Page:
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  The Lost You  
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Hood are back, and, in typical form ,they have released an EP just before the release of their latest album. This EP, The Lost You, continues the band's exploration of electronically modified indie rock that they have been working with lately.

Over the past few years, Hood have become more experimental as a band. Not that they were ever doing things exactly like everyone else, it is just that they have accepted their fondness for hip-hop and electronica, and merged these two elements into their catchy indie pop in a seamless fashion. I really think that what the band is doing these days is rather unique. Perhaps an examination of the five songs on this EP will help to explain what i mean.

The EP starts off with The Lost You, which was off-putting when i first heard it. It starts with some massively cut up guitar and drum work, the song computer mangled so that it stutters and skips. I tend to dislike this much computer manipulation, because it leads me to believe that my CD player is eating the CD. However, after repeated listens with no adverse effects on either player or CD, i began to see that what Hood were doing was using the mangling as an introductory rhythm. The staccato nature of the stop/start sounds establishes a funky groove, which Hood then goes on and plays with. Eventually things settle down, and the whole band rocks out over a funky little keyboard melody. It's really catchy, and a damned fine song on the whole. I just had to get over that intro…

Up next is You Can't Breathe Memories, which is a slower paced and more normal indie pop song. It starts slowly and builds into a rumbling tune with slightly computer manipulated voices and keyboards. It climaxes with a messy flurry of guitars, drums, and frequent guest vocalist Nicola Hodgkinson singing a backing vocal to the lead Hood vocalist. Not bad at all, but honestly this is my least favorite tune on the album. It just never seems to gell, and ends up coming across as kind of noodley.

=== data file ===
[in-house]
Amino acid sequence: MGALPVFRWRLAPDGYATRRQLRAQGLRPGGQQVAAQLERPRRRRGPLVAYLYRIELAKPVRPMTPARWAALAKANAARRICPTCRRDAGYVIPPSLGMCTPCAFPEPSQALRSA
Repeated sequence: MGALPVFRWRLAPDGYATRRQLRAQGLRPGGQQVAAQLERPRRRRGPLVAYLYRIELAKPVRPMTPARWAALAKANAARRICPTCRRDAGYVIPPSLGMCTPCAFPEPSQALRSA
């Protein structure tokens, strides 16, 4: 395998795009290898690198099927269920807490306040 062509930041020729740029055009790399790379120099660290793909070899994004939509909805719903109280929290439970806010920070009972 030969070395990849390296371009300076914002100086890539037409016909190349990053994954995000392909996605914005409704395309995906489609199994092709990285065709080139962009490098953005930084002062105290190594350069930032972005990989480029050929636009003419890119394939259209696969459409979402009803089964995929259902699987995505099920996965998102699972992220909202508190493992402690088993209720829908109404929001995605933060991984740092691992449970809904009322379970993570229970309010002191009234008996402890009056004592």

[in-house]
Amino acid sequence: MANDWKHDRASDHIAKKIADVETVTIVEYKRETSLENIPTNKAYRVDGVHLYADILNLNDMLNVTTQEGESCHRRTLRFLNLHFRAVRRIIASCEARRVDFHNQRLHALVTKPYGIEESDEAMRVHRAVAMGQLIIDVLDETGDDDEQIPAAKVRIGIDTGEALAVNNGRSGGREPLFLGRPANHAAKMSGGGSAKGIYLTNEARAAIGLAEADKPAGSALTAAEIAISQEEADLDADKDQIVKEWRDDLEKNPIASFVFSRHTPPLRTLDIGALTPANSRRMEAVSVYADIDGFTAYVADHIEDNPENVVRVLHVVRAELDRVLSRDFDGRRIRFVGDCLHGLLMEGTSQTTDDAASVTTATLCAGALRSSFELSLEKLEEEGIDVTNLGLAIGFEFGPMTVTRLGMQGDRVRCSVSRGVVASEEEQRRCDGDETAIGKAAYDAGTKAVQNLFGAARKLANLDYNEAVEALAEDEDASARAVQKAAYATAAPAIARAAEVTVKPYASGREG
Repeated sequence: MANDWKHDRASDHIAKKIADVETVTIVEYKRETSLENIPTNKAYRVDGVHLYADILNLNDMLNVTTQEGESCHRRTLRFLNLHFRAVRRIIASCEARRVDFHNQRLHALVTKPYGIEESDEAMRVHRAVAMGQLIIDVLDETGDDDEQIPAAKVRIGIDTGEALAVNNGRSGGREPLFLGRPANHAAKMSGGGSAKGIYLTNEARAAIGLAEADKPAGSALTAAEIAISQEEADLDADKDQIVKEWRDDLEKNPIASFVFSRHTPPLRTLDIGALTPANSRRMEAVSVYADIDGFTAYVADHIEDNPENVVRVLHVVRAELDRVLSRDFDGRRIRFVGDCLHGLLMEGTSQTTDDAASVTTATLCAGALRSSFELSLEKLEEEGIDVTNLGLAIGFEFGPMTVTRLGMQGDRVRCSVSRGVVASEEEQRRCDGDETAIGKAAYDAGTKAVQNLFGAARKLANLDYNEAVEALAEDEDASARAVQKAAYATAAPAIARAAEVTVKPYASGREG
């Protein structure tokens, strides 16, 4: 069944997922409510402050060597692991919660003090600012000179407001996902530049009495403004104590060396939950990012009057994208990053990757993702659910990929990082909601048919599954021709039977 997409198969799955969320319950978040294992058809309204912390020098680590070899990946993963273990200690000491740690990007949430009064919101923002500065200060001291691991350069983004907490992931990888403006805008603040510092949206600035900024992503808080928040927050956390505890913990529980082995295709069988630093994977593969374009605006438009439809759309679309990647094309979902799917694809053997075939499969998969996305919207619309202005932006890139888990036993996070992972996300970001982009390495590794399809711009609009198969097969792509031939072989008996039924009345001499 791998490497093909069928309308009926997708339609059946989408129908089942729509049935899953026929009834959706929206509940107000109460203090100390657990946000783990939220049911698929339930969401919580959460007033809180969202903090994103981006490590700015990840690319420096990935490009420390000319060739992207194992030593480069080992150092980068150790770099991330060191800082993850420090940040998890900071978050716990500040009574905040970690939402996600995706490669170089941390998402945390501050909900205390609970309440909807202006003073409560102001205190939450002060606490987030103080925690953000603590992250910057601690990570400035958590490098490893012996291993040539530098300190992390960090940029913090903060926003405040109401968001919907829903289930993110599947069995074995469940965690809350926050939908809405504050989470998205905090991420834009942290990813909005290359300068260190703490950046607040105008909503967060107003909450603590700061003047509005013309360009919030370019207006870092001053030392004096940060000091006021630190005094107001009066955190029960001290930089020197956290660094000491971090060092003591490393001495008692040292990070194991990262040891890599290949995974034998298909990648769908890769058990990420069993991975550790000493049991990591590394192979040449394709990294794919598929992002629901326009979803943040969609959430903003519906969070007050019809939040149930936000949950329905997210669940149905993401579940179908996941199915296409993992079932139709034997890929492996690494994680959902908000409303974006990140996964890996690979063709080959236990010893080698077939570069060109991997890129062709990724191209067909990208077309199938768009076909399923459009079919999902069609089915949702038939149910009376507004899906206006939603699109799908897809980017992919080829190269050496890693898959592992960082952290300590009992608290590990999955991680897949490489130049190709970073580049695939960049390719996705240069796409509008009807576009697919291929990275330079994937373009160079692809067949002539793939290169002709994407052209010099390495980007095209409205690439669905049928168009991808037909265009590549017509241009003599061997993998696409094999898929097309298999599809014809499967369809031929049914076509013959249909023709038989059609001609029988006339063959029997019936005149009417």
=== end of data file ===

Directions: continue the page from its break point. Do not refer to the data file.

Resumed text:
However, the next tune, The Rest of Us Still Care, has become one of my all-time favorite Hood tunes. It starts with a wailing guitar, then the other instruments come in, along with a simply stunning rolling bass riff. This is the least electronic tune on the album, and is built out of layers of cascading guitars, that unstoppable bass riff, and some frenetic drumming. Very nice, and this shows exactly why Hood are one of my favorite bands. Very few bands can make a song this simple, and yet keep it so catchy and interesting.

The remaining tunes are both mostly abstract, ambient pieces. The first of these is By Island Lake (excerpt), which i suppose means that there is more of this tune out there somewhere, perhaps on the album which follows this EP. Anyway, this song moves along at a nice pace, and is a good "soundtracky" piece. There is some nice string and piano work behind the guitars, and, for a two minute or so interlude, it's not bad. I am curious to see what happens in the rest of the song.

Finally, the EP ends with Over the Land Over the Sea. In this song, the drum beat is a scattered drum and bass sound, and over this Hood add mournful horns and mellow keyboards. There are also strange vocal samples and the chiming of some child's toy that wanders in and out of the mix. I suppose this is abstract IDM, but the addition of real drumwork playing accompaniment to the drum n bass loop makes for an interesting effect. Here, Hood show that they can play rock music that merges completely with their electronic influences. It's interesting and catchy, and i really like the way the guitar and bass parts grow in the overall mix.

So there you go. I have to admit that when i first listened to this EP, i wasn't that impressed. I suppose much of that had to do with the nature of the intro to the very first song, and how it made me worry for the integrity of my hardware. Once i got over that, i was able to hear the many layers of song that constitute what Hood are doing, and i grew to really appreciate the richness of these songs.

This is another quality release from Hood. If you are already a fan, then you really need to pick this EP up. If you have yet to listen to Hood, then this is as good an entry point as any. Really, there are very few bands out there who are able to pull off such disparate elements in their songs as well as Hood does. You should give them a chance.

Related Links:

Cold House, the most recent full-length from Hood.
Hood released a split 7" with Themselves, shortly before the release of this EP.


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